Flu virus, meet frog slime.
A component of mucus — yum — from the skin of South Indian frogs can destroy the H1 variety of influenza viruses, a new study found.
Defensive compounds in frogs' skins were already known to protect the amphibians against bacteria. But those same compounds can also neutralize dozens of flu strains, scientists in the U.S. and India found.
The early findings, published Tuesday in the journal Immunity, might make it possible to harness frog mucus for fighting flu viruses when vaccines aren't available, or when strains become resistant to existing drugs.
The flu-fighting compounds are called peptides, which are short chains of amino acids; those are the building blocks of proteins.
Scientists from Emory University in Atlanta and the Rajiv Gandhi Center for Biotechnology in India studied skin secretions from the Indian frog Hydrophylax bahuvistara. They collected these slimy samples by giving frogs mild electrical stimulations.
The Indian researchers had been isolating peptides from local frogs and screening them for potential bacteria-fighting benefits. But the Emory team wanted to see if the peptides could also take down human-infecting viruses.
U.S. researchers screened 32 frog defense peptides against a strain of influenza and found that four of the peptides had flu-fighting abilities.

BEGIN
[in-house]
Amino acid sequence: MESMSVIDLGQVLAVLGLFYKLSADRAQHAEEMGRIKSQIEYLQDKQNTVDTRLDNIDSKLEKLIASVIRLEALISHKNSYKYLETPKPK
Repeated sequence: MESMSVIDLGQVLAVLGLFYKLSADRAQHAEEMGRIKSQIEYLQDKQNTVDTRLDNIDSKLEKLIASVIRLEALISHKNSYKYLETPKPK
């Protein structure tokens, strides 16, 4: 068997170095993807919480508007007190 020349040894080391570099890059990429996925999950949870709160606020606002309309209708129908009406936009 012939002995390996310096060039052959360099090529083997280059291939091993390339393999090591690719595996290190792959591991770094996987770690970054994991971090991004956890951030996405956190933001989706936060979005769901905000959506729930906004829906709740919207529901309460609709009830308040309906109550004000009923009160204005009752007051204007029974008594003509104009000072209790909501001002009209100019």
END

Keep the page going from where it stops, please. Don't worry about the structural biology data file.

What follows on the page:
"I was almost knocked off my chair," Joshy Jacobs, the study's senior author and an associate professor of microbiology and immunology at Emory, said of the discovery.
"In the beginning, I thought that when you do drug discovery, you have to go through thousands of drug candidates, even a million, before you get one or two hits. And here we did 32 peptides, and we had four hits," he said in a news release.
Image: SANIL GEORGE AND JESSICA SHARTOUNY
Jacobs and his colleagues identified one peptide that is particularly adept at fighting flu viruses. They named it "urumin," after an ancient whip-like sword from southern Indian, called "urumi."
In frogs, some bacteria-fighting peptides work by punching holes in cell membranes, which makes them toxic to the cells of mammals. While some of the Indian frogs' antiviral peptides also worked this way, urumin did not. Instead, that special peptide seemed to only disrupt the integrity of the flu virus, the scientists found when they looked through an electron microscope.
They saw that urumin bound itself to the stalk of hemagglutinin, which is found on the surface of influenza viruses. Because current flu-fighting drugs target other parts of the virus, this peptide may be particularly valuable in studying new vaccines, Jacobs said.
Scientists also tested the peptide in mice. When delivered into the rodents' noses, urumin protected unvaccinated mice against a lethal dose of some flu viruses.
Urumin specifically fought H1 strains of flu, which includes H1N1 (a.k.a swine flu) that swept North America in 2009.
The Emory team is now looking for other frog-derived peptides that could help fight mosquito-borne viruses like dengue and Zika.